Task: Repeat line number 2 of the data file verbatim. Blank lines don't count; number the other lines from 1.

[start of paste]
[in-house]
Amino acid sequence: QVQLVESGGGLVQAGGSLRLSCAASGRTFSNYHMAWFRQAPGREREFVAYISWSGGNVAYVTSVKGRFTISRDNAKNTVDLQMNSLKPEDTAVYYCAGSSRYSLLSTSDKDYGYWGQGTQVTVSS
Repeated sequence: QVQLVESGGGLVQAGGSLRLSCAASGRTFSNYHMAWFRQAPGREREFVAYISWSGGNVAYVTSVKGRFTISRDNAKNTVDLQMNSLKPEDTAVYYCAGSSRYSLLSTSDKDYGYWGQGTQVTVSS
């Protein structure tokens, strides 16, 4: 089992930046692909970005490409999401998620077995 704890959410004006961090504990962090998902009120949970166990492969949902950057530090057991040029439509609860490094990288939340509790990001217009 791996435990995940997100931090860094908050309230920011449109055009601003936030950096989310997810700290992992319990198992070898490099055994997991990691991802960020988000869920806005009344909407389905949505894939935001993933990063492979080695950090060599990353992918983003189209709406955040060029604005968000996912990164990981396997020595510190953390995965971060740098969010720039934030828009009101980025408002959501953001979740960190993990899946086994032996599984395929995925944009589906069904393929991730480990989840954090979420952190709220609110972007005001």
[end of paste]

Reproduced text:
Amino acid sequence: QVQLVESGGGLVQAGGSLRLSCAASGRTFSNYHMAWFRQAPGREREFVAYISWSGGNVAYVTSVKGRFTISRDNAKNTVDLQMNSLKPEDTAVYYCAGSSRYSLLSTSDKDYGYWGQGTQVTVSS